The differential rules 43 evaluate the differences in parameters in the audited data 70 according to rule definitions. The rule definitions include weights that are indicative of the importance of the differences in particular parameters as they relates to the operation of the systems 28. The weights are applied during an evaluation of the baseline and target systems 28 if the difference exists. The evaluation may include the computation of a score or generation of other information indicative of nature of the difference(s) between the baseline and target systems 28.

The flow of data for applying an exemplary rule set 76 is shown in FIG. 3. In the example shown in FIG. 3, an audit engine 46 gathers audited data at step 300 from a pair of laptop computer systems 28. At step 302, a context engine 40 filters the audited data 70 using metadata 39 to determine which parameters of the laptop computer systems 28 are applicable to the analysis. A differential engine 38 and an analysis engine 41 look at the differences in parameters for the systems 28 and apply a differential rule set at step 304 which in turn evaluates the differential rule definitions for exemplary rules A, B, C and D.

As noted above, the rules 43 evaluate the differences in the baseline and target systems 28 and apply weights that indicate the importance of such differences in the parameters that have been analysed as well as the dependencies between different aspects of the data. The rule sets 76, e.g. Rule Set 1 and Rule Set 2, determine which parameters in the audited data 70 are to be evaluated and the differential rules 43 in the differential rule sets 76 are applied to the differences between the parameters in the baseline and target systems 28 based on the presence of a difference. The difference may simply be whether or not the parameter is different but nature of the difference may also be considered and have weights that vary based on how different the parameter is. As such, the differential rules 43 and corresponding weights may vary accordingly. For example a version 4 operating system versus a version 3 operating system may be considered less costly to remedy and thus less detrimental than a version 5 operating system compared to a version 1 operating system. As can be seen, even though the operating systems are different in both cases, the nature of the difference can also be considered and different weights and/or remedies applied accordingly.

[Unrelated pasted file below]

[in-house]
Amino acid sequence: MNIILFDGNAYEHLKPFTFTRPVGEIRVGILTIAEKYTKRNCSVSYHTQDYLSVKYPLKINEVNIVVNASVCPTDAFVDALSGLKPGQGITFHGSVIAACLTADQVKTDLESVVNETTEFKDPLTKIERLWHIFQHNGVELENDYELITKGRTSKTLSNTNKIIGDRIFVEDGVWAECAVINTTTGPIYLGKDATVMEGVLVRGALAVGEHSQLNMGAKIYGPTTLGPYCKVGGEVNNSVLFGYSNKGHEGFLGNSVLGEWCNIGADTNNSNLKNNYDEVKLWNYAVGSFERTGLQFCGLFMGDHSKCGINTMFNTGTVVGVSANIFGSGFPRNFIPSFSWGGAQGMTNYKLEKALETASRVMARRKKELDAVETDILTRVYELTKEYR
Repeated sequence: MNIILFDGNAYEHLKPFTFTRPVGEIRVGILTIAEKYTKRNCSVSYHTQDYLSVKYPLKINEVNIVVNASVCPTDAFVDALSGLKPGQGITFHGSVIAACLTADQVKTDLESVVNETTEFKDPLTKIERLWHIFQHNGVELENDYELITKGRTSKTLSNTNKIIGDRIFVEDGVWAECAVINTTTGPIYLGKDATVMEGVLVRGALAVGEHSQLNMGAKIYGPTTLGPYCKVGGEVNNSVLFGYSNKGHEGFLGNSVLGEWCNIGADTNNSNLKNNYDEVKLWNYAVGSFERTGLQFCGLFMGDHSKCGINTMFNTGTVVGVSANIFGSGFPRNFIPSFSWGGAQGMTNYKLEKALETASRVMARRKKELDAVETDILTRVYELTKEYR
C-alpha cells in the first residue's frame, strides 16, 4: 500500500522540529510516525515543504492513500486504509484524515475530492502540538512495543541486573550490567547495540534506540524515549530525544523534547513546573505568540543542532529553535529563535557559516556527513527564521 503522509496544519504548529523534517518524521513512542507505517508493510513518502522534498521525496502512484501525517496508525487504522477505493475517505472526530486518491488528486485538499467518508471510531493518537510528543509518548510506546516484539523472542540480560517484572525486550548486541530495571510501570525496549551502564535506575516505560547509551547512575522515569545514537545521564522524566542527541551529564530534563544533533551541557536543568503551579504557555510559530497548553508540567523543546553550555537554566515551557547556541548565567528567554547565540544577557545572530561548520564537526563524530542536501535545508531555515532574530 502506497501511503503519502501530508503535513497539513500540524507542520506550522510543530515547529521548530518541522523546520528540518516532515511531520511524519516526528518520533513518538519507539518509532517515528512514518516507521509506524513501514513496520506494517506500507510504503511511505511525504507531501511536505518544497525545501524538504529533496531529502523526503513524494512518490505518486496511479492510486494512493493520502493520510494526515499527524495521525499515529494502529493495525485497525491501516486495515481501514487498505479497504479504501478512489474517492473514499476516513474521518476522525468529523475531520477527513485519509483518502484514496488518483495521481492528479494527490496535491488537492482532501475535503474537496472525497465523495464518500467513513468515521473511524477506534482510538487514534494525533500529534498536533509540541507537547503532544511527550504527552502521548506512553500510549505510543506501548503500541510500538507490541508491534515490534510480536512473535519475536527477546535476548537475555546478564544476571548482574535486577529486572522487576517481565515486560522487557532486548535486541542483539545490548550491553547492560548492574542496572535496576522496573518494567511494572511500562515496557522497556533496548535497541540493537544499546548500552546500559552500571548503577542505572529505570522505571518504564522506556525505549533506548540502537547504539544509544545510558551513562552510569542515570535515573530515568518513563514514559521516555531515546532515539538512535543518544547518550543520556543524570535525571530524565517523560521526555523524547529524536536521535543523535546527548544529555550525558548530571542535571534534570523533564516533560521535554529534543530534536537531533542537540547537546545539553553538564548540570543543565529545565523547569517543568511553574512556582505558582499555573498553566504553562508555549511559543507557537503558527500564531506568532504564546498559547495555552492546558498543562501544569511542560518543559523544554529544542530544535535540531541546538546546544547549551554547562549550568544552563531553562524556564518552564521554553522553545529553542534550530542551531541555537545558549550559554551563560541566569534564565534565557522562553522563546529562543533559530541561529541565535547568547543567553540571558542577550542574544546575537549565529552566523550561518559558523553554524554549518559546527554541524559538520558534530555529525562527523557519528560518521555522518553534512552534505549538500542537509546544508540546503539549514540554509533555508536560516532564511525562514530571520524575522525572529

A report generator 36 uses the results of the application of the differential rules 43 to generate a report at step 306, which is then in turn displayed on the computing station 16 for subsequent analysis, use and/or storage.

A general definition for a differential rule 43 is shown in FIG. 4. Each rule definition comprises a number rule fields and the corresponding values. A rule definition can be extended to include any number of rules 43 to form a rule set 76 as shown by way of example only in FIG. 5. The rule definitions are computer readable and storable so that they may be accessed by the program 10 and modified if necessary, for use in evaluating the computer systems 28.

The rule type specifies whether the rule 43 applies to audited data directly (UrlQuery) or normalized values (AliasQuery). The rule specifier specifies the URL of the data object or property that is being evaluated. The optional URL fragment (i.e. the portion after the “#” symbol) specifies the specific object instance (table row) that is being evaluated, with “*” denoting a wildcard that matches all instances, For AliasQuery rules, this field specifies the alias name.